Economic Projections Good News For Meat Exports
The U.S. dollar is
expected to remain weak against other major currencies through the rest
of 2017, according to USDA’s latest Outlook for Agricultural Trade report,
which is good news for a meat industry increasingly dependent on exports.
The value of the
U.S. dollar has declined substantially since the beginning of the year,
losing roughly 7 percent of its agricultural export-weighted value since
The relatively weaker
dollar primarily reflects improvements in the economic outlook of key U.S.
trading partners, particularly Europe and Japan. The dollar is expected
to generally trend weaker for the rest of 2017 but to remain strong relative
to the period preceding the dramatic strengthening that began at the end
At the same time,
world per capita GDP growth is expected to reach 1.8 percent in 2017 and
1.9 percent in 2018. This represents a broad-based pickup in growth across
developed and developing countries relative to growth of 1.4 percent in
In the key emerging
markets of Brazil, Russia, India, Indonesia, and China, per capita GDP
growth is expected to accelerate to 4.4 percent on average in 2017 and
4.6 percent in 2018.
Global trade volume
growth is expected to be strong at 5.6 percent in 2017 then retreat to
3.6 percent in 2018, USDA predicted, noting that even as growth slows in
2018, the growth rate is still strong relative to the 1.6-percent growth
in 2015 and 2016.
Per capita income
When people make
more money, they eat more meat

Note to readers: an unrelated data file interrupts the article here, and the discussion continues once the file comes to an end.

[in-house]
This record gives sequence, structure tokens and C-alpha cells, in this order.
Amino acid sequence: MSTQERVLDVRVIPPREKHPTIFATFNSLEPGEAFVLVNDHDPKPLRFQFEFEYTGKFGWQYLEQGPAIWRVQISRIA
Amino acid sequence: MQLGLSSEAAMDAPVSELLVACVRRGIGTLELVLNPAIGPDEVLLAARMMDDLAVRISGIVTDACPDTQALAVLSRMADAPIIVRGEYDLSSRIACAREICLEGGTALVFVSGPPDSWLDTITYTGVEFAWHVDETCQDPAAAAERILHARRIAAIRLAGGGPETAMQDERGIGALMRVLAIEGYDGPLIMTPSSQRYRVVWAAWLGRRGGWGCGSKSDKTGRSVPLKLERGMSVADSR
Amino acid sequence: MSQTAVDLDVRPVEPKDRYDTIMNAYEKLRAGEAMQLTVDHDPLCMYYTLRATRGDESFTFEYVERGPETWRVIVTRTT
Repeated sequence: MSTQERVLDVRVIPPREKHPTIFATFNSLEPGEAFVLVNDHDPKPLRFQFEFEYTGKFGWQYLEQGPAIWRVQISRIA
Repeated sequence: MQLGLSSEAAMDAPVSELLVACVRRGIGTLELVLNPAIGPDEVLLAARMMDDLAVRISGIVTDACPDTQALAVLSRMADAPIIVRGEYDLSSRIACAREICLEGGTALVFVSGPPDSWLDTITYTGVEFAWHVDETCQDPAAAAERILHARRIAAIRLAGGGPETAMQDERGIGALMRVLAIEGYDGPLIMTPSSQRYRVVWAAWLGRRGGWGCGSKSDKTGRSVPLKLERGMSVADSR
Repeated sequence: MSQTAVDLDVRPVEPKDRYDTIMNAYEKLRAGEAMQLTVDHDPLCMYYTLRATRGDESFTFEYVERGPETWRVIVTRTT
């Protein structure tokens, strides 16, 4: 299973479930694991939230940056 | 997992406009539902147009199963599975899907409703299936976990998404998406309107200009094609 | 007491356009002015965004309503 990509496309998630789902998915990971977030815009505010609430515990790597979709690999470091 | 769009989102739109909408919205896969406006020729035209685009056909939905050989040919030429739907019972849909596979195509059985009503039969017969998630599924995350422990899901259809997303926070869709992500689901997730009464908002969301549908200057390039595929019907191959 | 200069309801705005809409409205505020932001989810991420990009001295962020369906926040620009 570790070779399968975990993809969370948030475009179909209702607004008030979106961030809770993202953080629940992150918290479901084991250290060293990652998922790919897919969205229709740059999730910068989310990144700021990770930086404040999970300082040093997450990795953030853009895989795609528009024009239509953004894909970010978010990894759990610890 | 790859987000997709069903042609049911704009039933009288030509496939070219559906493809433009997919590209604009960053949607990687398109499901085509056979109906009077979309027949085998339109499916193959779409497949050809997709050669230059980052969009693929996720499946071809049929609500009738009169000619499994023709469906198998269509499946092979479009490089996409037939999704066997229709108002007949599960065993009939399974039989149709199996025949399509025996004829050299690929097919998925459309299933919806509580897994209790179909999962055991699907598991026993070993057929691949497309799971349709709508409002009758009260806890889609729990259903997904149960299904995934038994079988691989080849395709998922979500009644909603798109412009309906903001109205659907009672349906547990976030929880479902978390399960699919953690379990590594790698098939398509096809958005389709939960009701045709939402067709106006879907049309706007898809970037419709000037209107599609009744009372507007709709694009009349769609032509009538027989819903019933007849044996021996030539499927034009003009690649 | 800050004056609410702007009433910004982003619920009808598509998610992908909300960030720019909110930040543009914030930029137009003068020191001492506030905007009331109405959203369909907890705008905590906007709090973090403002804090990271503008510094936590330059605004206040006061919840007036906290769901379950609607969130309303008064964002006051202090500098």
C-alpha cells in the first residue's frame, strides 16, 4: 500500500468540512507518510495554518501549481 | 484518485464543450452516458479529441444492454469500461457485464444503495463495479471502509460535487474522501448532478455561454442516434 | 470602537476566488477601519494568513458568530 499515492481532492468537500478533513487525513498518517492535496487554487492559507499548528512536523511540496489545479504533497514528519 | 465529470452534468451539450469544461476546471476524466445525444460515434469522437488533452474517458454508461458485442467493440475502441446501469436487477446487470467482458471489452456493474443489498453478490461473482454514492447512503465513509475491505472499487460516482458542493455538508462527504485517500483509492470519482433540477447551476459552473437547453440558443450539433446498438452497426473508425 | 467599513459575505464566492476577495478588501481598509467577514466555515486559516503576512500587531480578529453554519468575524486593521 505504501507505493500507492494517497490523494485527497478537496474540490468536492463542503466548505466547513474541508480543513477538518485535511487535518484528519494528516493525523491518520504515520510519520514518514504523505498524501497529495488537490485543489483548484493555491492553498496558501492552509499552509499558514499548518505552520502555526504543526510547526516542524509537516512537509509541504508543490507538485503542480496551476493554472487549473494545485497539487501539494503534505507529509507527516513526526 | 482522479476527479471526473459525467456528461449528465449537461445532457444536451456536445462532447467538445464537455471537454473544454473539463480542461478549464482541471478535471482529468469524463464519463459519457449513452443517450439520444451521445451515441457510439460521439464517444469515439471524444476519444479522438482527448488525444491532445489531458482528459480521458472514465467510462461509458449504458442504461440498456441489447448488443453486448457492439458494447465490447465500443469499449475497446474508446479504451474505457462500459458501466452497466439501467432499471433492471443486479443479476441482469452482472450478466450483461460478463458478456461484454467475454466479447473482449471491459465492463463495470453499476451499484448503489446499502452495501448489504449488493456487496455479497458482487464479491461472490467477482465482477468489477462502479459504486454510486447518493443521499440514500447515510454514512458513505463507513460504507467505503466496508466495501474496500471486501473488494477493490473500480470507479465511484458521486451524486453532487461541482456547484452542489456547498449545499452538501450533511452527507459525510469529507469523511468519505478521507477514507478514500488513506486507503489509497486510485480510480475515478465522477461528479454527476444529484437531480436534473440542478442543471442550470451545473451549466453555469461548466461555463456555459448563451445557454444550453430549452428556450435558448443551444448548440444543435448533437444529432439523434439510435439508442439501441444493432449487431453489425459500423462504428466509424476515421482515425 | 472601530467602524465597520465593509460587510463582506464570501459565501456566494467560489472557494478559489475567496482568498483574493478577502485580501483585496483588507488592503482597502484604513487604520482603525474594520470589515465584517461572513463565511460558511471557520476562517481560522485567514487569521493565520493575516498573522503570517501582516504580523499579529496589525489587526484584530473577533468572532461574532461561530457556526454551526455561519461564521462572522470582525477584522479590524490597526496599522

USDA reported per
capita income growth is expected to be strong across North America in 2017
and 2018. U.S. per capita GDP growth is expected to be 1.1 percent in 2017
and 1.6 in 2018, as the employment picture continues to improve, business
investment and consumer spending remain solid.
In Canada, stronger
household consumption, business investment, and exports are expected to
contribute to per capita GDP growth of 2.1 percent in 2017, although slower
consumption and weakening mining and energy investment are expected to
help push growth down to 1.6 percent in 2018.
Mexican income growth
is expected to be 1.2 percent in 2017 as government investment, particularly
construction, slows. Mexican income growth in 2018 will increase to 1.5
percent with momentum from stronger-than-expected fiscal expansion.
Per capita income growth
in Asia and Oceania is expected to be steady at 3.7 percent in 2017 and
Income growth in China
is expected to be 6.1 percent in 2017, outpacing predictions made earlier
in the year. Continued dollar strengthening relative to the renminbi is
anticipated, with economic growth rates decelerating as China continues
the process of increasing consumption and imports while slowing investment
India’s per capita income
growth is expected to nearly match China’s at 6.1 percent in 2017. Steady
growth is expected in the rest of South and Southeast Asia despite slowing
demand from China.
Although Latin America
is expected to emerge from recession, economic growth will be very slow
in 2017, with flat per capita income, but rebounding slightly in 2018.
The dollar is expected
to weaken against the Brazilian real and Argentine peso in 2017 as these
currencies benefit from strengthening external demand. In the case of Brazil,
while positive GDP growth is expected, it is not projected to be strong
enough to produce positive per capita income growth until 2018.
Venezuela is expected
to remain in recession in 2017.
USDA raised its fiscal
2017 outlook for U.S. livestock, poultry, and dairy exports by $200 million
from May indications to $28.9 billion on minor adjustments across most
The beef export forecast
is up $100 million to $6.1 billion as higher prices more than offset a
decline in volumes.
Poultry and poultry
products are forecast $200 million higher to $4.9 billion on higher prices
that more than offset relatively weak volumes due to lingering HPAI-related
Pork, however, is
forecast $100 million lower to $5.3 billion as a slight increase in price
is unable to offset a decline in export volume.